The most pervasive (and false) narratives of the 2016 election revolve around Hillary’s character: Pundits continually question her honesty, trustworthiness, and likability. But they are committing a category mistake by conflating her cartoon caricature with her true character.
I’ve been making the following argument for months and will continue to do so until Election Day (and beyond):
If you follow politics you know there’s a gaping chasm between Hillary’s public image and her actual character. That chasm was purposely created by her opponents and is purposely exploited by them. In the caricatured version of Hillary promulgated by her detractors in politics and media, Hillary is lying and corrupt. In actual reality, Hillary is a person of integrity who is respected, loved and trusted by those who know her best.
Bill Clinton framed the same point differently in his DNC speech:
One [Hillary] is real, the other is made up. You just have to decide. The real one had done more positive change-making before she was 30 than many public officials do in a lifetime in office. The real one has earned the loyalty, the respect and the fervent support of people who have worked with her in every stage of her life, including leaders around the world who know her to be able, straightforward and completely trustworthy. The real one calls you when you’re sick, when your kid’s in trouble or when there’s a death in the family.
VP Joe Biden said this:
The hardest thing is vouching. When you vouch for them you say “I’m putting my reputation on the line. I believe this person is a good person, has character.” You’re putting your rep on the line. You’re saying, “I think this person has character,” and that’s what I’m prepared to do for Hillary.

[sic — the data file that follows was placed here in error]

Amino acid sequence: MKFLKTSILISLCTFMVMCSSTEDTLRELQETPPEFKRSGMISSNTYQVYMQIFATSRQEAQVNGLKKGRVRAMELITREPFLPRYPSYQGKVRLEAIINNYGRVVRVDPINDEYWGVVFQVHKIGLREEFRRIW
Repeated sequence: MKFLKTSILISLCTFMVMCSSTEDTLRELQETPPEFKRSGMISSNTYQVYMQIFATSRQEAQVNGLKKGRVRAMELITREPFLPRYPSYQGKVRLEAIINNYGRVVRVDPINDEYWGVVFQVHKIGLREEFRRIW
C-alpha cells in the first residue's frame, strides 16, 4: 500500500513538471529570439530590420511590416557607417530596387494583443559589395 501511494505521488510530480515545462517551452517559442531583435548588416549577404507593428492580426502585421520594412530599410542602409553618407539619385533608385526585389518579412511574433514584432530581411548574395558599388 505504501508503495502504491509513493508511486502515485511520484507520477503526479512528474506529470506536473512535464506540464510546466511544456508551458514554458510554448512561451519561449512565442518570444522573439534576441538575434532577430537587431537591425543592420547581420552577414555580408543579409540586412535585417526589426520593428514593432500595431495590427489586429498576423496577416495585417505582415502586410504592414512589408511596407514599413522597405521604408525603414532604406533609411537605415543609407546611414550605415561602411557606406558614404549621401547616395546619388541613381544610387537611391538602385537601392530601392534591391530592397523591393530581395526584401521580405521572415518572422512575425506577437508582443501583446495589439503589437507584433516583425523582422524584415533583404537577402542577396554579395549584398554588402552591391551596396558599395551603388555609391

Here’s Michelle Obama, from her brilliant Democratic convention speech:
As my daughters prepare to set out into the world, I want a leader who is worthy of that truth, a leader who is worthy of my girls’ promise and all our kids’ promise, a leader who will be guided every day by the love and hope and impossibly big dreams that we all have for our children. … We need to knock on every door, we need to get out every vote, we need to pour every last ounce of our passion and our strength and our love for this country into electing Hillary Clinton as president of the United States of America!
Finally, Morgan Freeman on whether Hillary has a trust issue: “Not with me she doesn’t.”
So how do these endorsements square with the myth that Hillary is untrustworthy and unlikable? Even if you discount the opinions of elected Democrats like the Obamas, Joe Biden, Bernie Sanders, Elizabeth Warren, and John Lewis, you’re left with Michael Bloomberg and Warren Buffett. (Not to mention Lilly Ledbetter, Dolores Huerta, Kareem Abdul-Jabbar, Bernice King and nearly 16 million voters.)
So who should we trust to judge Hillary’s character: people like Bloomberg and Buffett or a motley crew of pundits, rightwing haters and internet trolls?
I think we all know the answer.